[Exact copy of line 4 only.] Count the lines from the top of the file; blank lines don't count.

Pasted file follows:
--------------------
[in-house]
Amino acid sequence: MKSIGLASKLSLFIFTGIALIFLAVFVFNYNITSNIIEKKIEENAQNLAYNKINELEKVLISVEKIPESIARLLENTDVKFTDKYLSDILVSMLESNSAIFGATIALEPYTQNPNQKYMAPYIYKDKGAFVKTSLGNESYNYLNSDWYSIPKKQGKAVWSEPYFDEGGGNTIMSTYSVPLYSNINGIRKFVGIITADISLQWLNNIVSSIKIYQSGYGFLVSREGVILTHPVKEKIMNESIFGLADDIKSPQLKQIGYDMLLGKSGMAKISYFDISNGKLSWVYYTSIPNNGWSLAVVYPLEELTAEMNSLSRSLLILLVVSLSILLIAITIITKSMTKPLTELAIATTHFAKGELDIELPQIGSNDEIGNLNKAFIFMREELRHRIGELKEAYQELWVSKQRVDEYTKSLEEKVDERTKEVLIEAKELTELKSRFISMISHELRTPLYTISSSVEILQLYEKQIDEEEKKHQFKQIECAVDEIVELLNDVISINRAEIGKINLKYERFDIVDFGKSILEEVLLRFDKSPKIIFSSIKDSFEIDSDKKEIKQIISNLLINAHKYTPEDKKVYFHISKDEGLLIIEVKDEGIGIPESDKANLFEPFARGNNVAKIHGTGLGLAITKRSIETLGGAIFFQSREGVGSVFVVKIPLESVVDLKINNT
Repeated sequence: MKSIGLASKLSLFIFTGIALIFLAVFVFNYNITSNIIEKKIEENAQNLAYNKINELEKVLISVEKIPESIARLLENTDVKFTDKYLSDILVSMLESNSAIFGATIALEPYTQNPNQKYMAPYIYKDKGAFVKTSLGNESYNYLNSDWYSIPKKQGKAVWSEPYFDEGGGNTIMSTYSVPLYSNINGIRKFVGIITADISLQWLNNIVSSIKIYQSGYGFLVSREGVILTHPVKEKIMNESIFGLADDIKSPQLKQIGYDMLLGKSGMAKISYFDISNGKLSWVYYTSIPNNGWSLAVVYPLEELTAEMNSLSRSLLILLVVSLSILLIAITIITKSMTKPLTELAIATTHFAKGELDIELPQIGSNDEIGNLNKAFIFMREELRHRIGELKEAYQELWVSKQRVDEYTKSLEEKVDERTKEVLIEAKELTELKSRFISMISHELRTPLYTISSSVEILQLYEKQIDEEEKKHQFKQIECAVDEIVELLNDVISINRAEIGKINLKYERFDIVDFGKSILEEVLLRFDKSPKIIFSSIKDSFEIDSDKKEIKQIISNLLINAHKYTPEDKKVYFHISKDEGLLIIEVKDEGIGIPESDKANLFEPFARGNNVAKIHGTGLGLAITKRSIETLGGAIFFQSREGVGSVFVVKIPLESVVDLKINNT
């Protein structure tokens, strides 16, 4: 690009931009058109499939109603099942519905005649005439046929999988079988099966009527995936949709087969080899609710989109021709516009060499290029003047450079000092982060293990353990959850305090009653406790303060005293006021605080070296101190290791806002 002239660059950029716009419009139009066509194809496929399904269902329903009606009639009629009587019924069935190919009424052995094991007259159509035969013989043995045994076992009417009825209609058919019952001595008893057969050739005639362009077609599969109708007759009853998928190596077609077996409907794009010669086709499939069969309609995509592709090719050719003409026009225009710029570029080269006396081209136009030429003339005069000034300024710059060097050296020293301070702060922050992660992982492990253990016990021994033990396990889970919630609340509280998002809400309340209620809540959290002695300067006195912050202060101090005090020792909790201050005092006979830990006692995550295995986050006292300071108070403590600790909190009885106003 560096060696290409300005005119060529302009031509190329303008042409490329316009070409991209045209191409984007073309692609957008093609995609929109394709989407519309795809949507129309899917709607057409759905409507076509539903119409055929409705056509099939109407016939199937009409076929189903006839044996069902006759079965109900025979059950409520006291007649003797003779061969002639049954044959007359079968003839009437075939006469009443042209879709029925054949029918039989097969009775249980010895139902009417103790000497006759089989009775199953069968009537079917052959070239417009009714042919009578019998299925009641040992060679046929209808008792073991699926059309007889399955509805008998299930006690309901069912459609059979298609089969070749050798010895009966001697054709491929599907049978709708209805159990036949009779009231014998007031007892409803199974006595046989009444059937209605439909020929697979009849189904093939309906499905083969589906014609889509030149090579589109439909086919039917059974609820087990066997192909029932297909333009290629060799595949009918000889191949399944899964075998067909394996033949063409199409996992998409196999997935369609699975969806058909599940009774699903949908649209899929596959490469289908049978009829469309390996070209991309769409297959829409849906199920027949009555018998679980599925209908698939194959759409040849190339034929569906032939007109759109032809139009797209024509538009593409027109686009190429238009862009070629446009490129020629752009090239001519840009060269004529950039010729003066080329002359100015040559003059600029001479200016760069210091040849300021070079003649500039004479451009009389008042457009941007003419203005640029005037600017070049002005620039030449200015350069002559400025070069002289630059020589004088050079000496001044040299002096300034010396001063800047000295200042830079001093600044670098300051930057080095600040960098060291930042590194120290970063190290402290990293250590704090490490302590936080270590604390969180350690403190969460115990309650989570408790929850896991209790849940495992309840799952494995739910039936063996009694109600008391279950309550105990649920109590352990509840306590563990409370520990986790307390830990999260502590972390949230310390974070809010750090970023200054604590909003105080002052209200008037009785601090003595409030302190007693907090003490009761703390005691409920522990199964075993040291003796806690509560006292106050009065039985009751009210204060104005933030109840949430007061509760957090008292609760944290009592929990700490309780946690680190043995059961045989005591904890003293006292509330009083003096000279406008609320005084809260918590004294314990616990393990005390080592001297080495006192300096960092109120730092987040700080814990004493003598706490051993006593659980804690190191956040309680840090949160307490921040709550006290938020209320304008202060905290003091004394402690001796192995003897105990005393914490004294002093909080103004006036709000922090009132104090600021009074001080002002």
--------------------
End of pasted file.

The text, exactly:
């Protein structure tokens, strides 16, 4: 690009931009058109499939109603099942519905005649005439046929999988079988099966009527995936949709087969080899609710989109021709516009060499290029003047450079000092982060293990353990959850305090009653406790303060005293006021605080070296101190290791806002 002239660059950029716009419009139009066509194809496929399904269902329903009606009639009629009587019924069935190919009424052995094991007259159509035969013989043995045994076992009417009825209609058919019952001595008893057969050739005639362009077609599969109708007759009853998928190596077609077996409907794009010669086709499939069969309609995509592709090719050719003409026009225009710029570029080269006396081209136009030429003339005069000034300024710059060097050296020293301070702060922050992660992982492990253990016990021994033990396990889970919630609340509280998002809400309340209620809540959290002695300067006195912050202060101090005090020792909790201050005092006979830990006692995550295995986050006292300071108070403590600790909190009885106003 560096060696290409300005005119060529302009031509190329303008042409490329316009070409991209045209191409984007073309692609957008093609995609929109394709989407519309795809949507129309899917709607057409759905409507076509539903119409055929409705056509099939109407016939199937009409076929189903006839044996069902006759079965109900025979059950409520006291007649003797003779061969002639049954044959007359079968003839009437075939006469009443042209879709029925054949029918039989097969009775249980010895139902009417103790000497006759089989009775199953069968009537079917052959070239417009009714042919009578019998299925009641040992060679046929209808008792073991699926059309007889399955509805008998299930006690309901069912459609059979298609089969070749050798010895009966001697054709491929599907049978709708209805159990036949009779009231014998007031007892409803199974006595046989009444059937209605439909020929697979009849189904093939309906499905083969589906014609889509030149090579589109439909086919039917059974609820087990066997192909029932297909333009290629060799595949009918000889191949399944899964075998067909394996033949063409199409996992998409196999997935369609699975969806058909599940009774699903949908649209899929596959490469289908049978009829469309390996070209991309769409297959829409849906199920027949009555018998679980599925209908698939194959759409040849190339034929569906032939007109759109032809139009797209024509538009593409027109686009190429238009862009070629446009490129020629752009090239001519840009060269004529950039010729003066080329002359100015040559003059600029001479200016760069210091040849300021070079003649500039004479451009009389008042457009941007003419203005640029005037600017070049002005620039030449200015350069002559400025070069002289630059020589004088050079000496001044040299002096300034010396001063800047000295200042830079001093600044670098300051930057080095600040960098060291930042590194120290970063190290402290990293250590704090490490302590936080270590604390969180350690403190969460115990309650989570408790929850896991209790849940495992309840799952494995739910039936063996009694109600008391279950309550105990649920109590352990509840306590563990409370520990986790307390830990999260502590972390949230310390974070809010750090970023200054604590909003105080002052209200008037009785601090003595409030302190007693907090003490009761703390005691409920522990199964075993040291003796806690509560006292106050009065039985009751009210204060104005933030109840949430007061509760957090008292609760944290009592929990700490309780946690680190043995059961045989005591904890003293006292509330009083003096000279406008609320005084809260918590004294314990616990393990005390080592001297080495006192300096960092109120730092987040700080814990004493003598706490051993006593659980804690190191956040309680840090949160307490921040709550006290938020209320304008202060905290003091004394402690001796192995003897105990005393914490004294002093909080103004006036709000922090009132104090600021009074001080002002």